Experts believe the chances of immigration reform passing in the new Democratic-controlled Congress are good. Some of the Republican lawmakers who favored a "get-tough" policy rather than immigration reform were defeated in the November 2006 elections. But comprehensive immigration reform still will require bipartisan compromise, particularly on the details of a guest-worker program and a route to a legal immigration status for unauthorized immigrants already in the country.
The new Senate leadership made a bipartisan commitment to tackle comprehensive immigration reform when Congress convened January 4, with Senate Majority Leader Harry Reid introducing a "sense of Congress" resolution that the House and Senate should pass a comprehensive immigration reform bill.
Senator Edward Kennedy, a Democrat from Massachusetts who now chairs the key Senate subcommittee on immigration, welcomed "the President's renewed commitment to comprehensively reform our nation's broken immigration system" and expressed agreement with the principles Bush set forth.
"The President has been a leader on this issue and I am hopeful that he will continue his efforts with members of his party so that we can pass legislation that will solve the problem once and for all," Kennedy said in a statement released January 23.
Representative Zoe Lofgren of California, a Democrat and the new chair of the House Judiciary Subcommittee on Immigration, Border Security and Claims, likewise promised January 23 to work "in a bipartisan manner to enact practical, lasting immigration reform that works for our country."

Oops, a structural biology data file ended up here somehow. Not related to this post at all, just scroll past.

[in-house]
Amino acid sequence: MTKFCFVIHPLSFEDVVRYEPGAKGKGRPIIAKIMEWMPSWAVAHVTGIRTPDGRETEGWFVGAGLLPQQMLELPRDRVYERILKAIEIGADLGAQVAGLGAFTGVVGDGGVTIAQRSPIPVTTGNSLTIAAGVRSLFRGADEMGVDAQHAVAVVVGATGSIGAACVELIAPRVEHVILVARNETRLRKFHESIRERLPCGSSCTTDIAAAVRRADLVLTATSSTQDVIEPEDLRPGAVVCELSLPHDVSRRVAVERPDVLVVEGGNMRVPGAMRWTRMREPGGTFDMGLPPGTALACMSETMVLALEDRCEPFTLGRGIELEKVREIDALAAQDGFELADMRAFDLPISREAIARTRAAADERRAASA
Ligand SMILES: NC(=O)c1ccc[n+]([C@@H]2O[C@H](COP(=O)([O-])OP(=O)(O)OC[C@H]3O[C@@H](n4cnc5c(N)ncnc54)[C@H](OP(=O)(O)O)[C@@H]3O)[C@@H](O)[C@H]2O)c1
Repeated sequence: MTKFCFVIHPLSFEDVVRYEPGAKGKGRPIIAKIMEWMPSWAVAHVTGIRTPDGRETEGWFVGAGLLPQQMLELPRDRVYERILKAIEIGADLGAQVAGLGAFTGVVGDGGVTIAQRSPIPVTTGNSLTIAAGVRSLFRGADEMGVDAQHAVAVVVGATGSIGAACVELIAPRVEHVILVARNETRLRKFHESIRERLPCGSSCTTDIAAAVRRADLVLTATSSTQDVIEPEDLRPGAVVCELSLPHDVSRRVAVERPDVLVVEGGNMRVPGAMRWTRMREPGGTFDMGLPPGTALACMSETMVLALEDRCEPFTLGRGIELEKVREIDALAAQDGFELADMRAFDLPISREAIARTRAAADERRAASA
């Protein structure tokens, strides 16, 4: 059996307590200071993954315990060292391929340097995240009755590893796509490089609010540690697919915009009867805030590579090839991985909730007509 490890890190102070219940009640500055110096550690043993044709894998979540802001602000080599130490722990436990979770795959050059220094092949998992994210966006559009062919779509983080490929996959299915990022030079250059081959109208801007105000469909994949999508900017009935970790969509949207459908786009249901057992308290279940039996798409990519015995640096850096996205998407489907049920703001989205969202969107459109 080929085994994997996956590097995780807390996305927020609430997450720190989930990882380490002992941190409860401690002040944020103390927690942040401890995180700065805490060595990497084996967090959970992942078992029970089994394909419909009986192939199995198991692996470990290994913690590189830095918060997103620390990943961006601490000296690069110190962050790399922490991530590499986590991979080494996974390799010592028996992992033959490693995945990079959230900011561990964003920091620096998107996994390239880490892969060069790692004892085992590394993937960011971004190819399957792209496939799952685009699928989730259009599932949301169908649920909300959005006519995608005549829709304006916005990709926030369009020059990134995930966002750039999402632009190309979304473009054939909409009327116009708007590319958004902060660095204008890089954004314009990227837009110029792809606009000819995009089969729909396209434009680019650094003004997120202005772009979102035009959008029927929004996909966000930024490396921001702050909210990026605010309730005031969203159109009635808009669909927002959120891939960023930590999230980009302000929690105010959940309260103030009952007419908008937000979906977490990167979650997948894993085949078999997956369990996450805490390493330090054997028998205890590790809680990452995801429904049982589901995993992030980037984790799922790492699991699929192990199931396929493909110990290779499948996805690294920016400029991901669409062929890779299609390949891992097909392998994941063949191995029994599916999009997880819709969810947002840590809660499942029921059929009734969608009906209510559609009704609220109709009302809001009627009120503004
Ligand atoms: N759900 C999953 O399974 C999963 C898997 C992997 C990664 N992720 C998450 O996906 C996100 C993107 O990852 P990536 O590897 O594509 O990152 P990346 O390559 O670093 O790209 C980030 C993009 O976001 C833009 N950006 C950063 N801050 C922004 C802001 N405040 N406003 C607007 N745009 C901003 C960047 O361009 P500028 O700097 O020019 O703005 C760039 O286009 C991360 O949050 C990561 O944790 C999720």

President Bush's Plan For Comprehensive
The White House
In Focus: Immigration
Tonight, President Bush Will Call On Congress To Pass Comprehensive Immigration Reform. The President believes that America can simultaneously be a lawful, economically dynamic, and welcoming society. We must address the problem of illegal immigration and deliver a system that is secure, productive, orderly, and fair. The President calls on Congress to pass comprehensive immigration reform that will secure our borders, enhance interior and worksite enforcement, create a temporary worker program, resolve without animosity and without amnesty the status of illegal immigrants already here, and promote assimilation into our society. All elements of this problem must be addressed together or none of them will be solved.